Over 91,000 men, women and children have been killed in the Western-backed war on Yemen since 2015, according to a US-based monitoring group. The Armed Conflict Location & Event Data Project (ACLED) just published its latest report following new data it has collected in partnership with the Yemen Data Project. According to the report, there were:
91,600 total reported fatalities from the start of 2015 to the present.
Around 11,700 civilians killed from “direct targeting”
ACLED reports that there have been:
nearly 4,500 direct civilian targeting events resulting in approximately 11,700 reported civilian fatalities.
In August 2018, an airstrike destroyed a school bus – killing 40 children and 11 adults using a 500-pound laser-guided bomb manufactured by US firm Lockheed Martin.
Insufficient information regarding the rest of the dead
ACLED’s communications manager Sam Jones previously explained to The Canary that:
There is insufficient information to determine the precise affiliation of the remaining fatalities (they include civilians and combatants killed in the course of fighting).
Jones also clarified that ACLED does not incorporate ‘indirect’ fatalities resulting from the war.
Most civilian deaths may remain uncounted
In other words:
ACLED does not collect data on other causes of death like starvation and disease, only direct violence.
Additionally, regarding reported civilian fatalities, ACLED only explicitly records them as such in cases where civilians were directly targeted, not killed in the crossfire of a battle or from ‘collateral damage’.
UN: There have been times when a child under five has died every 10 minutes
In 2017, the UN reported that a “child under five” in Yemen “dies every 10 minutes” from “preventable causes”. The war has already displaced over 3.6 million people and created the world’s largest recorded cholera epidemic. Cholera, which is the result of contaminated food and drinking water, results in intense vomiting and diarrhoea. If left untreated, it can kill. According to French investigative news outlet Disclose, coalition airstrikes have bombed 659 farms, 229 boats and 91 sites “supplying drinking water, including reservoirs, wells, water pumps, and also irrigation canals and water treatment plants”.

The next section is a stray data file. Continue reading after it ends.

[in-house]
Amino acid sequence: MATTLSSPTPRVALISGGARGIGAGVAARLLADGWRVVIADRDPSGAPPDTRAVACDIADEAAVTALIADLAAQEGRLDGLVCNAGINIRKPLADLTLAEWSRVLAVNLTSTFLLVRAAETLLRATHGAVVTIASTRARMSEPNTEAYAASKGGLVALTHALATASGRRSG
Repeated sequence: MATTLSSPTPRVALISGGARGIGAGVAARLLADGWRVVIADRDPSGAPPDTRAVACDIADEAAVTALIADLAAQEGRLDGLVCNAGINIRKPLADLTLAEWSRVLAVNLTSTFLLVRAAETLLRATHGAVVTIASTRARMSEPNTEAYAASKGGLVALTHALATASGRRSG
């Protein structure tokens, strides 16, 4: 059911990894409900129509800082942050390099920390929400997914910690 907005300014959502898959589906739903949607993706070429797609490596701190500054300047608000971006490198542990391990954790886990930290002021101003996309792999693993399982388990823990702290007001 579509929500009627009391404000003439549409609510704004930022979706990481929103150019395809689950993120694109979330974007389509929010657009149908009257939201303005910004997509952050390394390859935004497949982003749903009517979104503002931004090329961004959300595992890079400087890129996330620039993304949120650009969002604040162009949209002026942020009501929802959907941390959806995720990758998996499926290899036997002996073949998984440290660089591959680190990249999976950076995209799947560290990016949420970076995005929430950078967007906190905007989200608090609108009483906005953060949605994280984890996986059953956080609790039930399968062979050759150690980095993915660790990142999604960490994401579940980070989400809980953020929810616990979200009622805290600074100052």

The US, UK and France have also backed the Saudi-led blockade of Yemen, preventing essential goods from entering the poorest country in the Arabic-speaking world.
The publication of ACLED’s latest report comes over a year after protesters in the UK denounced the March 2018 visit of Saudi ‘Crown Prince‘ Mohammed bin Salman and British complicity in the world’s worst humanitarian crisis.
Western-armed Saudi-led coalition responsible for “highest number of reported civilian fatalities”
The crisis analysis and mapping group also reveals that:
The Saudi-led coalition and its allies remain responsible for the highest number of reported civilian fatalities from direct targeting, with over 8,000 since 2015. Around 67% of all reported civilian fatalities in Yemen over the last four and a half years have been caused by Saudi-led coalition airstrikes.
By comparison, ACLED says:
The Houthis and their allies are responsible for over 1,900 reported civilian fatalities from direct targeting.
UK and US weapons and service contracts are key to ensuring the war continues, in a war that saw its bloodiest year in 2018. Labour Co-operative MP Lloyd Russell-Moyle gave an exclusive interview to The Canary in 2018 arguing that UK arms controls are a “bad joke”.
ACLED “always uses the most conservative fatality estimate”
Jones also told The Canary that:
ACLED only records reported fatalities, so these figures should not be understood as exact counts… ACLED reports fatalities only when a reputable source has relayed that information, and always uses the most conservative fatality estimate available…
These figures are revised and corrected – upward or downward – when better information becomes available.
Make your voice heard
Without public pressure on the UK, US, and French governments, this war will continue to rage on. So for the sake of everyone who has suffered and keeps suffering in Yemen, we must all make our voices heard.
Feature image via International Organization for Migration-YouTube